Enbridge Executive vice president, Guy Jarvis, explains the air barrel problem this way: “We find ourselves, mid-month, falling short on crude … we've got to … make sure that those barrels that are nominated and granted space are real so that we can move them … what we're seeing is that the throughput at the end of the month versus what we accepted for nominations is not matching up.”
Enbridge is reluctant to say how much space runs idle. Canadian Natural Resources estimated last spring that as much as 125,000 barrels a day of capacity on Enbridge Mainline is running empty because of air barrel nominations. Recent throughput statistics on Enbridge’s system suggest it could be closer to 150,000 barrels a day.
Enbridge’s inefficient use of its pipeline capacity is significant. It produces a serious widening of the differential because it takes relatively few barrels in the spot market to do so. If Enbridge were able to run its pipeline at a higher rate of throughput, the discount would narrow to a more natural range based on quality and transportation costs.
What’s stopping Enbridge from using its excess pipeline capacity?
In June of this year Enbridge attempted to stop the inappropriate nominations for space on its system. This prompted BP to file a complaint with the National Energy Board which triggered a flurry of letters from industry players. A review of the correspondence makes it clear that when Enbridge attempted to verify nominations under a new regime it created winners and losers. The winners under the old system were not interested in changing the setup.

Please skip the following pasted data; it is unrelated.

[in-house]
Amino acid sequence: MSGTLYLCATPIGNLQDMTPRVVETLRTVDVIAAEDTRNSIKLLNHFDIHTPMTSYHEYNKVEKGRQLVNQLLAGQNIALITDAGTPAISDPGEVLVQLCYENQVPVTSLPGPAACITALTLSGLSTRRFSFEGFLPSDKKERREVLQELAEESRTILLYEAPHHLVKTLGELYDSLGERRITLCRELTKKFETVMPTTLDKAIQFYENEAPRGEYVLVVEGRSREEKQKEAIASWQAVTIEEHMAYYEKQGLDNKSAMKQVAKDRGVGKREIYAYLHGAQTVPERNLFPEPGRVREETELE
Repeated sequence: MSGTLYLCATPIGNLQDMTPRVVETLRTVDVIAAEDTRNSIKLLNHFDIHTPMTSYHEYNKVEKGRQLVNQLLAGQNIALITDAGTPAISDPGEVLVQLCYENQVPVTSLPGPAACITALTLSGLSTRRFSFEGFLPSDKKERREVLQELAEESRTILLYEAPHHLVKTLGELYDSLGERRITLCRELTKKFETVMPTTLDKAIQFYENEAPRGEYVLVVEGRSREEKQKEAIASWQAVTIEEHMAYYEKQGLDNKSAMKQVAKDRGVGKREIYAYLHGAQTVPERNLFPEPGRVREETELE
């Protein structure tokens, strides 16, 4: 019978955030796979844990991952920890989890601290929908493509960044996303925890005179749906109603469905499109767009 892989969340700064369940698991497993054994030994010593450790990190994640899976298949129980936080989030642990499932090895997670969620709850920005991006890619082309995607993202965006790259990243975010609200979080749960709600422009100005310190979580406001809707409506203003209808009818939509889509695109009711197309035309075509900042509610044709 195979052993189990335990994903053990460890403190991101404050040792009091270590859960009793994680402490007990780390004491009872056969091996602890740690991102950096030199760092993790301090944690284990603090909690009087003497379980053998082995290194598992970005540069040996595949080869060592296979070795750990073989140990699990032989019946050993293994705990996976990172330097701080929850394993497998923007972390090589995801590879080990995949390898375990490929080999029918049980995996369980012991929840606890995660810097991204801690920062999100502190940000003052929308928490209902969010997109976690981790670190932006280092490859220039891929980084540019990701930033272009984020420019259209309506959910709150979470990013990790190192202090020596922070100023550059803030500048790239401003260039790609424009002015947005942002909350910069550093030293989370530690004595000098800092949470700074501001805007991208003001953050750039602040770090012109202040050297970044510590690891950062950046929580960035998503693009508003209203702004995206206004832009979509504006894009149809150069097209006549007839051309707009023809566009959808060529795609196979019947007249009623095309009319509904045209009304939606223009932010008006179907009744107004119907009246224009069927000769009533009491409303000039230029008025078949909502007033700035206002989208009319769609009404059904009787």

If there were a genuine concern on the part of industry about a lack of capacity and harm from the discount, Enbridge’s flawed nomination process would have been corrected long ago. When this situation is more clearly understood, it makes Notley’s ad campaign and appointment of a special envoy to dig into the discount look cartoonish.
At Justin Trudeau’s press conference at the Alberta Chamber of Commerce in Calgary last Thursday, the prime minister picked up the $80 million a day figure and stated that oil producers “are forced to sell our oil at a discount.”
There is no forcing here. Nobody is making huge oil companies do anything. These companies are making Alberta and Ottawa do their bidding. Trudeau overpaid for an aging pipeline and the right to expand it so irresponsible producers can continue to exploit fossil fuels without constraint at a time when the world marketplace and global ecosystem is signaling it’s time to stop.
There are few barrels affected by the deep discount, and for those barrels that are, the deep discount is being driven by a flawed nomination process and industry players that refuse to figure out a way to fix it.
Even if Enbridge were able to stop the nomination of air barrels and efficiently use the capacity it has, expansion of oilsands production currently underway would see a return of constrained capacity. However, as the oil producers themselves tell us, this will be addressed by capacity expansions expected within the year.
Enbridge’s Line 3 Replacement project will be complete in the fall of 2019 bringing 370,000 barrels a day of capacity on stream. With other enhancements the company has announced, a further 400,000 barrels a day can be made available. Expanded capacity of close to 800,000 barrels a day means — under the current outlook for crude oil production into the next decade — Trans Mountain’s capacity is not needed.
Not only is Notley’s — and now Trudeau’s — $80 million a day deep discount narrative fundamentally flawed, the claim that only Trans Mountain’s expansion can solve it is also simply untrue.